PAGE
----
“People procuring oil make their bids early,” Book said. “It takes four to six weeks for it to be delivered. If they think a shortage is coming, they plan for it.”
The political and economic dilemma points to the challenges of using energy as a foreign policy cudgel.
“Energy sanctions were never the silver bullet people hoped,” said Edward Chow, an energy security scholar at the Center for Strategic and International Studies who worked in the industry for decades. “Politicians are telling voters that we can do this and people don’t have to sacrifice. It only works if you are willing to make sacrifices and actually cut demand.”
American lawmakers have shown little appetite for the conservation measures that the International Energy Agency is urging be implemented as part of the effort to assist Ukraine. The 10-point plan the agency unveiled months ago — aimed at cutting oil demand by the equivalent of all the cars in China — calls on economically advanced nations to lower highway speed limits, make cities car-free one day a week and implement vehicle sharing.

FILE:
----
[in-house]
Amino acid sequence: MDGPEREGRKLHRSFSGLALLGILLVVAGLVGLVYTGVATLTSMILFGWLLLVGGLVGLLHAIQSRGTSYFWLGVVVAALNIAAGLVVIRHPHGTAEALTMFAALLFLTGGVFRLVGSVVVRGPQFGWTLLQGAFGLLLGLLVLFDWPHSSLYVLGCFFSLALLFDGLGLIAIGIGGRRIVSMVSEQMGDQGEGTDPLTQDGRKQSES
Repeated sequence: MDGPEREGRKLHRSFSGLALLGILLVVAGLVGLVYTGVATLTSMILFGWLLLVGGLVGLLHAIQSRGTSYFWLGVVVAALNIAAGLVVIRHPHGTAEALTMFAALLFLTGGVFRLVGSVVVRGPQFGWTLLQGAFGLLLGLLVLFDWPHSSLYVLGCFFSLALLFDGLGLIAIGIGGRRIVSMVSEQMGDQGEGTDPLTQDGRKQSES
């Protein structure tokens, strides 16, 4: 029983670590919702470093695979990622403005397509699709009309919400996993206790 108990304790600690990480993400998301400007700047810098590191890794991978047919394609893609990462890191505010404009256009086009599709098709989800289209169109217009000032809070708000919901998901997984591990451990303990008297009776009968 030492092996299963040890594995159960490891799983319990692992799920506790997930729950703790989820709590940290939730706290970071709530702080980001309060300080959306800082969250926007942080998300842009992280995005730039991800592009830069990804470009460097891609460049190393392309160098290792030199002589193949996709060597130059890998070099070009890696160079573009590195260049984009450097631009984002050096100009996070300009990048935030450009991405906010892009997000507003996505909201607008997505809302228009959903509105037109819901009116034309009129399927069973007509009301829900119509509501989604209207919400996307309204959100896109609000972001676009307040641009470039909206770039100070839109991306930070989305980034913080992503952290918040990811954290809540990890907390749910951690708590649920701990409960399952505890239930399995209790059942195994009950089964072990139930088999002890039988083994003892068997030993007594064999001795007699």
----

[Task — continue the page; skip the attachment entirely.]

The plans are seen as political losers in the United States, echoing the unpopular conservation initiatives that doomed the Carter administration when it confronted an energy crisis in the 1970s.
The White House is instead lobbying world leaders to agree on a novel price cap that would allow Russia to continue to sell its oil after Dec. 5 but at a heavily reduced price. The idea is to avoid a global shortage while also cutting the oil profits Russia uses to fund its war effort.
Although the plan has some prominent champions, energy experts are deeply skeptical. They warn that Russia has various levers it could pull to throw the market into chaos, including cutting off all shipments abroad, plunging countries like India deeper into crisis.
The J.P. Morgan warning, that oil prices could more than triple in a worst-case scenario, is premised on its finding that Russia’s economy can sustain a cut in oil production of millions of barrels per day.